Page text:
URINARY FREQUENCY AND NOCTURIA: PATIENT INFORMATION
Urinating too often during daytime hours is referred to as frequency; too often during sleeping hours as nocturia. Since theses symptoms can be annoying and sleep-disruptive, a urology consultation is often sought. It is very important to distinguish between urological and non-urological causes.
Non-urological causes of frequency and nocturia
Excessive fluid intake: The intake of large volumes of fluids, particularly caffeine containing beverages (coffee, tea, cola, and chocolate) can lead to excessive voiding frequency as a consequence. The nephrologists, the experts in the field of fluid management, suggest that in a temperate climate, 24 ml/kg per day total fluid intake is appropriate fluid consumption. This works out to 1.5 liters/day for a 60 kg (130 lb) woman and 1.8 liters/day for a 75 kg (165 lb) man. Of course this will vary depending on weather conditions, exercise levels, etc. Many physicians will simply advise going by your thirst, since the “dumbest kidney is smarter than the smartest doctor!"
Diuretics: These commonly prescribed medications cause the kidneys to increase urine production and will cause frequent voiding.
Anxiety and Stress: The bladder is a convenient outlet for stress and some people “channel" this to the urinary bladder resulting in urinary frequency.
Physiologic Nocturnal Diuresis: Urine production is increased during sleeping hours because the recumbent position causes increased blood flow to the kidneys and hence urine production. Often, a similar urine volume is produced in the 8 sleeping hours as the 16 awake hours. This phenomenon occurs more frequently as we age.
Poor sleeping habits: Some people urinate at night simply because they are sleeping poorly, and not because they have urinary urgency.
Obstructive sleep apnea: Sleep apnea is a well-recognized cause of frequent nocturnal urination.
Peripheral Edema: Edema is fluid in the soft tissues (usually the ankles) that tends to accumulate with gravity over the course of the day. Upon assuming the recumbent position when sleeping, this fluid returns to the circulation causing the kidneys to increase urine production.
Neurological causes: Any neurological disease can have a profound effect on the bladder, giving rise to significant daytime and nocturnal frequency. Included are stroke, multiple sclerosis, spinal cord injury, Parkinson’s disease, etc.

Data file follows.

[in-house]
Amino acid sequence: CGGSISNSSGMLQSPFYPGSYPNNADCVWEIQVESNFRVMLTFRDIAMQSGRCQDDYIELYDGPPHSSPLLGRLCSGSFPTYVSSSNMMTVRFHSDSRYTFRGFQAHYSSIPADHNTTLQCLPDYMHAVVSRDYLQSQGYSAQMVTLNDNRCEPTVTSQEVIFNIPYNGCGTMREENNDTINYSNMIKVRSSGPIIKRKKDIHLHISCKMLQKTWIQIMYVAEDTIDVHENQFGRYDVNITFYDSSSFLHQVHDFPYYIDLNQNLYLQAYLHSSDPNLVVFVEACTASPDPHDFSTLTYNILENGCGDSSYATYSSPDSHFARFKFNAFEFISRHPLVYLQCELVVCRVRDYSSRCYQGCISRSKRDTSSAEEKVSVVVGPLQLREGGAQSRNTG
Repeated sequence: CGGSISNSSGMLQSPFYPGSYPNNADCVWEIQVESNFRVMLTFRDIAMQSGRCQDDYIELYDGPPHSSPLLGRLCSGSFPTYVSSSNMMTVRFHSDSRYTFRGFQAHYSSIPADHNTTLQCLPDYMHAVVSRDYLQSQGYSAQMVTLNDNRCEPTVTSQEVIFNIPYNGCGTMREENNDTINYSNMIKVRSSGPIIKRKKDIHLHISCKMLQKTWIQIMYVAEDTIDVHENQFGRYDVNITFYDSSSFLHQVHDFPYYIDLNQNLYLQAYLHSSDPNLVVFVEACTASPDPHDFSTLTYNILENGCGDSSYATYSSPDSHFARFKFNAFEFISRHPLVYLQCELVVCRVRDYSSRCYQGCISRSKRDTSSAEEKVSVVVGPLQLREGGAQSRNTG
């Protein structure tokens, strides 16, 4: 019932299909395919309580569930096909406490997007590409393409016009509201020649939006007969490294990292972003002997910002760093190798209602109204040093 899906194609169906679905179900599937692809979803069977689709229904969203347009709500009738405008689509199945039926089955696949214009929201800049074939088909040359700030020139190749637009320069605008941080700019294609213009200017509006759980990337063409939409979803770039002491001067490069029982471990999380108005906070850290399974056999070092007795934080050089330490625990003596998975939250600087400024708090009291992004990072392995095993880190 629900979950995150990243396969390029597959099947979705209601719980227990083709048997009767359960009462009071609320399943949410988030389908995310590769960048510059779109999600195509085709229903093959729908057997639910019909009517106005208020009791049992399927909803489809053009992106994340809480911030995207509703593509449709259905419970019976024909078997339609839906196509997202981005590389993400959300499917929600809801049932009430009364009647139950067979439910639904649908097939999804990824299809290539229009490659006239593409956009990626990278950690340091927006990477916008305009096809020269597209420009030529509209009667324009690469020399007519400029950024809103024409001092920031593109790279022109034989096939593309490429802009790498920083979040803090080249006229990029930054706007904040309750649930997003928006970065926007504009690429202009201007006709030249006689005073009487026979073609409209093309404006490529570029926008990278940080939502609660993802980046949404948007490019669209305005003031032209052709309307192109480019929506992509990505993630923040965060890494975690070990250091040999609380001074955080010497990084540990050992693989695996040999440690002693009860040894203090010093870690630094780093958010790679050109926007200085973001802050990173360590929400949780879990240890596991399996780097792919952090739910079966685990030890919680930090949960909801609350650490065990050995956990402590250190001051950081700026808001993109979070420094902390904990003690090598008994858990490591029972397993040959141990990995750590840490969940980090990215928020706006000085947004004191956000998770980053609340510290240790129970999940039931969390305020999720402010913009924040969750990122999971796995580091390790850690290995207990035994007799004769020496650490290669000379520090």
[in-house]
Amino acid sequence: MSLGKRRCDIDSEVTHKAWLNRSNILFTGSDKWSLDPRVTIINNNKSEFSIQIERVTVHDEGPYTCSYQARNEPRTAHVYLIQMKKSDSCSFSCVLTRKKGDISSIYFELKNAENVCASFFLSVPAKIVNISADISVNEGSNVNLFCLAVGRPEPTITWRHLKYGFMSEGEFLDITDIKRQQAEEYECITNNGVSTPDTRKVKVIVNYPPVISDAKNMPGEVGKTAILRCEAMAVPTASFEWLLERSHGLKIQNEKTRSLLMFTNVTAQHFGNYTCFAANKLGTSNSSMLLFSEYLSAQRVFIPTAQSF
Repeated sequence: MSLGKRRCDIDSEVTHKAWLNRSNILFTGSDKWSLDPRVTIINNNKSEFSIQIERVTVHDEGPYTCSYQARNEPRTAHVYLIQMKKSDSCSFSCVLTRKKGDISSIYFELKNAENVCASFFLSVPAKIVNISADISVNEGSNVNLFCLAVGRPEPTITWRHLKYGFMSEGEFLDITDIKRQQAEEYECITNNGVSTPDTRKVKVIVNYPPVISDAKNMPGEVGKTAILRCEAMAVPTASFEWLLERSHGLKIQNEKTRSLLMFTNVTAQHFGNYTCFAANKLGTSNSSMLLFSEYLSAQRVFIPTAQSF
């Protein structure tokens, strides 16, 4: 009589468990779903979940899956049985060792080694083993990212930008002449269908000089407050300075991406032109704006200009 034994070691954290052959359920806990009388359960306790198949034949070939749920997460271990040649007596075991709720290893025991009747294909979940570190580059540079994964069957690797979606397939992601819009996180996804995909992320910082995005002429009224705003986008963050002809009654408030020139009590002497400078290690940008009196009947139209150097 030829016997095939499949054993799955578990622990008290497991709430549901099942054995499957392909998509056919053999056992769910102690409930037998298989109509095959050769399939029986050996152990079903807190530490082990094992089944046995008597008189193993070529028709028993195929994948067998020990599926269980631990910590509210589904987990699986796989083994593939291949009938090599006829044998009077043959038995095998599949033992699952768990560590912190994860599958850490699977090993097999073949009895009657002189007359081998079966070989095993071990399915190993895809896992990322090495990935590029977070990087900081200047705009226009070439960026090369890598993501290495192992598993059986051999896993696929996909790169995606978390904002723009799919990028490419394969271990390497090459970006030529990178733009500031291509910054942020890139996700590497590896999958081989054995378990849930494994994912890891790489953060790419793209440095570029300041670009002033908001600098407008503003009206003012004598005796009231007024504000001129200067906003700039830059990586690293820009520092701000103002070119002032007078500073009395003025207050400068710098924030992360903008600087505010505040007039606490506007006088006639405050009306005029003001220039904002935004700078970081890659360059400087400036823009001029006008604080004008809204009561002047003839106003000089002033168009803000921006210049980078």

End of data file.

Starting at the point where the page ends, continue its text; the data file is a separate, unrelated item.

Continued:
Systemic diseases: Diabetes mellitus, diabetes insipidus, kidney insufficiency, and congestive heart failure are just a few examples of diseases that can increase urine volume and thus give rise to frequency and nocturia.
Urological Causes of frequency and nocturia
Bladder irritation: Any abnormal process that occurs within the bladder can irritate the delicate lining engendering urgency and frequency: bladder infections, bladder stones, bladder cancer, interstitial cystitis, etc. It can also occur after sexual intercourse because of the anatomical location of the bladder immediately adjacent to the vagina.
Bladder over-activity: A bladder that “squeezes without its owner’s permission" can occur as a consequence of obstruction from prostate enlargement in men or bladder prolapse in women, although in many cases this occurs without any underlying cause.
Small anatomical bladder capacity: This can be a condition that one is born with or a condition that can be acquired on the basis of scarring, radiation, etc.
Hyper-sensitive bladder: People have varying degrees of sensitivity to touch, pain, temperature, etc, and those with heightened bladder sensitivity tend to feel full with low volumes and void on a frequent basis.
Learned voiding dysfunction: In this condition, the bladder is capable of storing a normal volume, but because of a learned bad habit with excessive focus on the bladder, one responds to the initial sensation of voiding by seeking a bathroom.
Incomplete bladder emptying: Residual urine will give rise to urgency and frequency since the bladder is starting out on a bias being partially filled. This problem can occur with prostate enlargement, scar tissue in the urethra, and bladder prolapse.
Extrinsic pressure on the bladder: The urgency that occurs as a result of the bladder being full can also occur if the bladder is pushed upon by adjacent structures. This is a ubiquitous occurrence in pregnancy. It is often seen with uterine fibroids or rectal fullness due to gas or constipation, although it can be caused by any pelvic mass. After hysterectomy, small intestine tends to occupy the space where the uterus was previously, and active churning of the intestines (peristalsis) can trigger urgency.
Evaluation of frequency/nocturia:
Careful physical examination including a digital rectal exam in men and a pelvic exam in women.
Post-void residual determination
24 hour voiding diary
Urodynamics as needed
Urinary tract imaging as needed
Andrew L. Siegel, M.D.
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